Sometime this year CIMB Securities started sending me a Daily Trading Ideas report every day by email. They’ve been touting it as investment advice that is immediately actionable. Now, CIMB’s analysts’ reports have a rather poor reputation and are often the subject of mockery on the LYN investment forum, mainly because of their extremely optimistic price targets assigned to stocks. But it’s hard to objectively assess how wrong they are since in theory it is perfectly possible for stock prices to deviate from what they ought to be worth even across extended time frames.
Technical analysis is a different matter. I may not know much about the subject and I certainly don’t know how to do it, but I do know that its supposed to predict market movements in the very short term based completely on momentum factors that are not directly connected to stock fundamentals. This means that it should be possible to assess the accuracy and usefulness of their stock tips. To be safe, I collected price information for their stock picks for the Malaysian market only for 21 days following the publication of each report beginning in around July 2015.
Continue reading An analysis of CIMB’s Daily Trading Ideas
One of the most common ways that people arrive on this blog is apparently by searching for Malaysian index funds to invest in. Many more visitors than usual have arrived in recent weeks, no doubt due to the current volatility in the market. Apparently my two posts on the subject, this one and this one, rank quite highly on Google when these keywords are used. It is also evident many of these people, no doubt having read research about how index funds due to their low costs are better over the long run, are interested in finding more information about Malaysian index funds.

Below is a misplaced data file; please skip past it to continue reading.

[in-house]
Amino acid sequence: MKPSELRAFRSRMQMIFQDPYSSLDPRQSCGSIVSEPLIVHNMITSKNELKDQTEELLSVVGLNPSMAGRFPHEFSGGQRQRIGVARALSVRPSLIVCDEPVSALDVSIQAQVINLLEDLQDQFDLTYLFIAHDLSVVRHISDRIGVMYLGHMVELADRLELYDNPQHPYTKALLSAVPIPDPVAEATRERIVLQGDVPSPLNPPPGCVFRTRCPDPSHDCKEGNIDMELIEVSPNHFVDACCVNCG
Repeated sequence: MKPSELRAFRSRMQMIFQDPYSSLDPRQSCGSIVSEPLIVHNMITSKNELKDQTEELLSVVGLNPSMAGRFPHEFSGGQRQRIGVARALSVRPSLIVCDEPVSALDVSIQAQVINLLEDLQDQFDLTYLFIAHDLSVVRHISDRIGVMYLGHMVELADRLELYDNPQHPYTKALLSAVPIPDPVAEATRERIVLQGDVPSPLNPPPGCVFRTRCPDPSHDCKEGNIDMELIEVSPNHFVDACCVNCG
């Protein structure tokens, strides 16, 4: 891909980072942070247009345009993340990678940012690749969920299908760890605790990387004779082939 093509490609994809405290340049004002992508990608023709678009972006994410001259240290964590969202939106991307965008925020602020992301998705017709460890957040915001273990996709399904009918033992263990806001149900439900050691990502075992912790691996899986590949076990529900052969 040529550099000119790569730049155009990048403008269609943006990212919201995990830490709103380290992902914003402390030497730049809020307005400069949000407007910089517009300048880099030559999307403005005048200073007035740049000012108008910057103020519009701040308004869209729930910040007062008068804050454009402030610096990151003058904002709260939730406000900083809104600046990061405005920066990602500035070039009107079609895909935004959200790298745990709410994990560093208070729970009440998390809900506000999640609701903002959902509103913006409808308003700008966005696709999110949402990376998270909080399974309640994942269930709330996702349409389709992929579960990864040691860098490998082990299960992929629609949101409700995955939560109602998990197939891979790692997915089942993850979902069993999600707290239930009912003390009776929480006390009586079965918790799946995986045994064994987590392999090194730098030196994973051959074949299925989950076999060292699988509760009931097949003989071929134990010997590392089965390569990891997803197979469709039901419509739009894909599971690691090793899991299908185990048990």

My own conclusion is not to bother and in fact empirical data indicates that the top equity funds in Malaysia really can beat the KLCI over the long term, even after costs. For example, working with the database available at Fundsupermart.com.my, I extracted the following for its recommended Malaysian equity funds. Note that all of these are annualized returns:
Recommended Malaysian Equity Funds at FSM
|Fund Name||1 Year||2 Years||3 Years||5 Years||10 Years
|Kenanga Growth Fund||12.36%||9.52%||17.748%||20.404%||15.843%
|Eastspring Investments Equity Income Fund||4.47%||7.15%||15.109%||14.835%||10.837%
|Kenanga Syariah Growth Fund||0.01%||7.73%||10.921%||15.395%||13.372%
|Affin Hwang AIIMAN Growth Fund||0.01%||10.10%||14.061%||12.828%||10.038%
As a rationalist, it does frustrate me that such seeming anomalies exist. Not every equity fund outperforms the index, but as far as I can tell, most actually do over the long term, which is surprising according to the literature. I don’t pretend to know how this can be possible and I’ve already discussed some of the possible reasons in those old posts. But it’s hard to escape the conclusion that the Malaysian stock market must be very inefficient at uncovering market information.
A disclaimer: currently I am not personally an investor in any of the funds listed above. I do invest with FSM but only in their international funds. I instead have Malaysian equity funds in Public Mutual for legacy reasons and invest in the local stock market on my personal account. My data for my personal investing record is limited but a preliminary indication is that I outperform the KLCI as well but underperform the best equity funds.